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[GreenYes] LOCAL RESOURCE MANAGEMENT AND RECYCLING Committee Recommends Zero Waste Goals

For Immediate Release Contact:
Mr. Richard Anthony September 20, 2006 Chair, Citizenâs Advisory Committee
Tel: (858) 272-2905
No kill date Fax: 858-272-3905
E-mail: _ricanthony@no.address

Goals TO Regional Governments

San Diego, California â The Citizenâs Advisory Committee (CAC), part of San
Diego Countyâs Integrated Waste Management Task Force, has recommended
adoption of a zero waste resolution by the San Diego Association of Governments
(SANDAG), the County of San Diego, and all eighteen jurisdictions in the county.

The zero waste concept, which involves rethinking the way products and
services are engineered, manufactured, consumed, and discarded, has been gaining
popularity worldwide as an environmentally friendly, economically sound
approach to long-term resource management. New Zealand, South Australia, Canberra,
Australia, Oregon, Toronto, San Francisco, Seattle, Carrboro, North Carolina,
and the counties of Del Norte, Santa Cruz, and Alameda in California have
already adopted zero waste policies.

âThe beauty of the zero waste principle is that it creates and sustains
jobs, preserves natural resources, minimizes pollution, and empowers communities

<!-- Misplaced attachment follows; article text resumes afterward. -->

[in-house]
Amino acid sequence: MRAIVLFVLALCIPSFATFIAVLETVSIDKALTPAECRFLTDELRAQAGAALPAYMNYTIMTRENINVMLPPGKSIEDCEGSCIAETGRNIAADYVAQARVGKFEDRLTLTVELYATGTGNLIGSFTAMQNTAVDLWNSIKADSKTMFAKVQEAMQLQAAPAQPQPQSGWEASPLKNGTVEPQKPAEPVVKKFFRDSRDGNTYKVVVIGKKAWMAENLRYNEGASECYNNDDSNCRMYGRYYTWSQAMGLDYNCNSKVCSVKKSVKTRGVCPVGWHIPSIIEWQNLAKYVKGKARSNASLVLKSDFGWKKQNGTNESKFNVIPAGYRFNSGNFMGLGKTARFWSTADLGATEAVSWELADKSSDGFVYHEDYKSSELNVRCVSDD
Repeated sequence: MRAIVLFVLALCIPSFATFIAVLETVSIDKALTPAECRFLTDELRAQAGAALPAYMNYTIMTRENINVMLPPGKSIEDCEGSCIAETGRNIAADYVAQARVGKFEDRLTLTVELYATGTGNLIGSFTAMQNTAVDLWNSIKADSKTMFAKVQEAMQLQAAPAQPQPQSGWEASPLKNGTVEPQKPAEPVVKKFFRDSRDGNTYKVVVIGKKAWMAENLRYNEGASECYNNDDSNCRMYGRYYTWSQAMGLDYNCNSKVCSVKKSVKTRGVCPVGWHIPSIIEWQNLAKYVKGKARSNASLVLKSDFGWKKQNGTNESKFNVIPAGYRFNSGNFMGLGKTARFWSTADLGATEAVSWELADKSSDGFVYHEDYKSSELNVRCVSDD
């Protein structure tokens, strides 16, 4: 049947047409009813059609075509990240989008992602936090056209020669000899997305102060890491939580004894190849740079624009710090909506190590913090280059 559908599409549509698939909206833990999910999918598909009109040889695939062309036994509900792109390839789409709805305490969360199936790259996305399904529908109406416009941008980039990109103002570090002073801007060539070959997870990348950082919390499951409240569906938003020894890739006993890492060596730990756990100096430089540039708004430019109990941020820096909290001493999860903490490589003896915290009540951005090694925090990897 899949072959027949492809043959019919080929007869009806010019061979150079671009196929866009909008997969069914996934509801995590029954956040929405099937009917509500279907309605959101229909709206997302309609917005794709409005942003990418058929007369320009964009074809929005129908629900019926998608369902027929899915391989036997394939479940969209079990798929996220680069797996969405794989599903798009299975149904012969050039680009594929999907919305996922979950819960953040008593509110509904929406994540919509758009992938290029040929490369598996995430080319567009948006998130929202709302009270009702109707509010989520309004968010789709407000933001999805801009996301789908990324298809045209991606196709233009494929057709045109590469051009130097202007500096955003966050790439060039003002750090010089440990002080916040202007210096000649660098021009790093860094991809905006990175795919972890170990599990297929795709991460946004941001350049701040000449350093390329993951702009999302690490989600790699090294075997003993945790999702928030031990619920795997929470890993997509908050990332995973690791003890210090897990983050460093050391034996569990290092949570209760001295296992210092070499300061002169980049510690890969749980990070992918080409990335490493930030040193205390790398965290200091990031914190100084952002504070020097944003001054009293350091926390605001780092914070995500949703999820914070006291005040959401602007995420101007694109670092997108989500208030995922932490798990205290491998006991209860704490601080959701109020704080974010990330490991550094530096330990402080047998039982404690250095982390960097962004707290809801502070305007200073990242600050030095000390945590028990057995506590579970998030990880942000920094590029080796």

and their local economies. There isnât a better solution to improving the
overall quality of life in San Diego County,â said CAC Chair Richard Anthony.

San Diego Countyâs shrinking landfill capacity is a growing concern of local
governmental agencies, businesses and residents. According to the Countywide
Integrated Waste Management Plan, the current rate of discards generated and
buried in San Diego County will necessitate either expansion of current
landfill capacity or the development of new landfill capacity within the planâs
fifteen-year strategic planning period. After researching the environmental
problems associated with landfilling, CAC has concluded that rather than expand
existing operations or siting a new landfill, a zero waste program is more
environmentally sound and offers long-term economic benefits to the region.
Some cities in the county have yet to meet the minimum state mandated diversion
requirements of 50%.

The County of San Diegoâs Integrated Waste Management Task Force was
established in 1988 as advisors to elected officials and the planning process and is
comprised of representatives from environmental, recycling, composting and
disposal businesses and agencies.

San Diego, California

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